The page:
Weeping cherry trees in bloom are a sight that makes many passers by stop and take a second look. The trees can grow to be 30 feet tall with a cascading spread of up to 25 feet. Weeping cherries are not native to North America but can grow in most areas except for extreme northern climates. A showy addition to any landscape, gardeners and homeowners often choose a weeping cherry to be the focal point of a yard. If you are considering adding a weeping cherry to your landscape, it can be done quickly and without a lot of fuss.
Select a location for your weeping cherry that is in full sun and has well-drained soil. Weeping cherry can adapt to most soil types as long as the soil is well-drained.
Dig a hole for your cherry tree that is at least three times the diameter of the current root ball. The depth of the hole should be equal to the pot it is currently in or up to the soil line if the tree is wrapped. When digging the hole, loosen the dirt to a fine consistency.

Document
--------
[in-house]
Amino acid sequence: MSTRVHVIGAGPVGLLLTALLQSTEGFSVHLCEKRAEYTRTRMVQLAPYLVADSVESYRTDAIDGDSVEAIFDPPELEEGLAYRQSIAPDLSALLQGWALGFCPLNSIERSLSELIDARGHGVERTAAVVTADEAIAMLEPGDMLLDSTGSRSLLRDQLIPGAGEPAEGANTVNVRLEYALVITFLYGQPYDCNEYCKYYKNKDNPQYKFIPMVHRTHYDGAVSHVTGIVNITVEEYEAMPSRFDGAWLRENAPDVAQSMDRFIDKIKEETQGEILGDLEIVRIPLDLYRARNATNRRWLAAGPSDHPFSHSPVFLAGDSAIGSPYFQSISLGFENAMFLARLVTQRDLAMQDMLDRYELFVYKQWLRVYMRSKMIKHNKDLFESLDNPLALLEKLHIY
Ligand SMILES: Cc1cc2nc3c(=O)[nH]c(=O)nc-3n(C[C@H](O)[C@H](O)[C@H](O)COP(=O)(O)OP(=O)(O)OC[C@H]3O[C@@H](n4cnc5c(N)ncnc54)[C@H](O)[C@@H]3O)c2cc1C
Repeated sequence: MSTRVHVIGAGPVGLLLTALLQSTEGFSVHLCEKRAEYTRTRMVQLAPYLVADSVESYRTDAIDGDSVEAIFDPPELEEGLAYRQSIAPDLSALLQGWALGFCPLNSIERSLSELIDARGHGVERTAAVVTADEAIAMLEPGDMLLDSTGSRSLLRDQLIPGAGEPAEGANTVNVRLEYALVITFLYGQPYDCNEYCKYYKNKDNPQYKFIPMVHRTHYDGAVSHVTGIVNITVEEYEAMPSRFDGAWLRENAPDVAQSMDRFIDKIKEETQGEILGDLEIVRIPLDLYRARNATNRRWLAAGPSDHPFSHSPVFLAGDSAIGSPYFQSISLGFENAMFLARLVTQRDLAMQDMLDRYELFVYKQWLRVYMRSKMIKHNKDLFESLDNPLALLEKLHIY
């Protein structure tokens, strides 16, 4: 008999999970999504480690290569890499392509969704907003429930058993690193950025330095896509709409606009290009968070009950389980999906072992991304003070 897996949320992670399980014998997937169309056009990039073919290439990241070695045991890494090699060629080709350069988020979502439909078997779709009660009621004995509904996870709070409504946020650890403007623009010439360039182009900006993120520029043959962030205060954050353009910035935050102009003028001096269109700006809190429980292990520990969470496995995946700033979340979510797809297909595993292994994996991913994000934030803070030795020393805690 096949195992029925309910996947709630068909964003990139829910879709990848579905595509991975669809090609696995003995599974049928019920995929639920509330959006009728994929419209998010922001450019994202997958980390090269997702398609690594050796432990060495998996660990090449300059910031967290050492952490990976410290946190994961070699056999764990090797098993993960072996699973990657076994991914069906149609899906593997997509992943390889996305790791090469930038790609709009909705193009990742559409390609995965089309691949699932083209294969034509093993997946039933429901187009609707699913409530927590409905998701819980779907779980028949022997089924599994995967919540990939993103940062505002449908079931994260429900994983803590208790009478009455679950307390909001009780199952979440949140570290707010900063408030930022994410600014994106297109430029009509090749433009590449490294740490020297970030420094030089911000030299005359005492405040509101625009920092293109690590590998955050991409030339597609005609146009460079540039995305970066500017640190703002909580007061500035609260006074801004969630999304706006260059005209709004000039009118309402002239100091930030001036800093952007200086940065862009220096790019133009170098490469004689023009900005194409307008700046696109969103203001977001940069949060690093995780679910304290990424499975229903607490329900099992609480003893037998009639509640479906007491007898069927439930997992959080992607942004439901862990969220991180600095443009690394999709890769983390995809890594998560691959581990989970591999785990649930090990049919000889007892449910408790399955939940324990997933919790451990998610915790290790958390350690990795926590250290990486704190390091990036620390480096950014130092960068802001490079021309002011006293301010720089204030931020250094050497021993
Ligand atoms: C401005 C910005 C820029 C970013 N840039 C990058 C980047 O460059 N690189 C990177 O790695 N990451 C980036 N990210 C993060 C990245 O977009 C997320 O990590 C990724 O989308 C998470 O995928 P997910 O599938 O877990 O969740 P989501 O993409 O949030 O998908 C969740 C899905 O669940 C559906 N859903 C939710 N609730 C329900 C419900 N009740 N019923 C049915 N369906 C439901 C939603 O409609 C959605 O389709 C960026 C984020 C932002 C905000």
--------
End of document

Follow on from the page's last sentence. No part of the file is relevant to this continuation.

Set the plant down into the hole and fill the soil back in around the roots. Once the roots are covered, tap the soil down to firm it around them. Continue filling in the hole until the soil is even with the top of the hole. Tap the soil down once again. Water with at least 1 inch of water to remove air holes that may be in the soil. Add more soil to any sunken areas.
Place a 1-inch layer of mulch, such as chipped wood, on top of the soil where the cherry is planted. Space the mulch at least 3 inches away from the trunk in all directions.
Stake your tree during its first year of growth. Until it gets established it can be vulnerable to wind and bad weather. Insert a 6-foot plant stake 12 inches into the ground, about 12 inches away from the tree trunk. Use old nylons to tie the tree trunk to the stake, as nylon won't tear into the tree.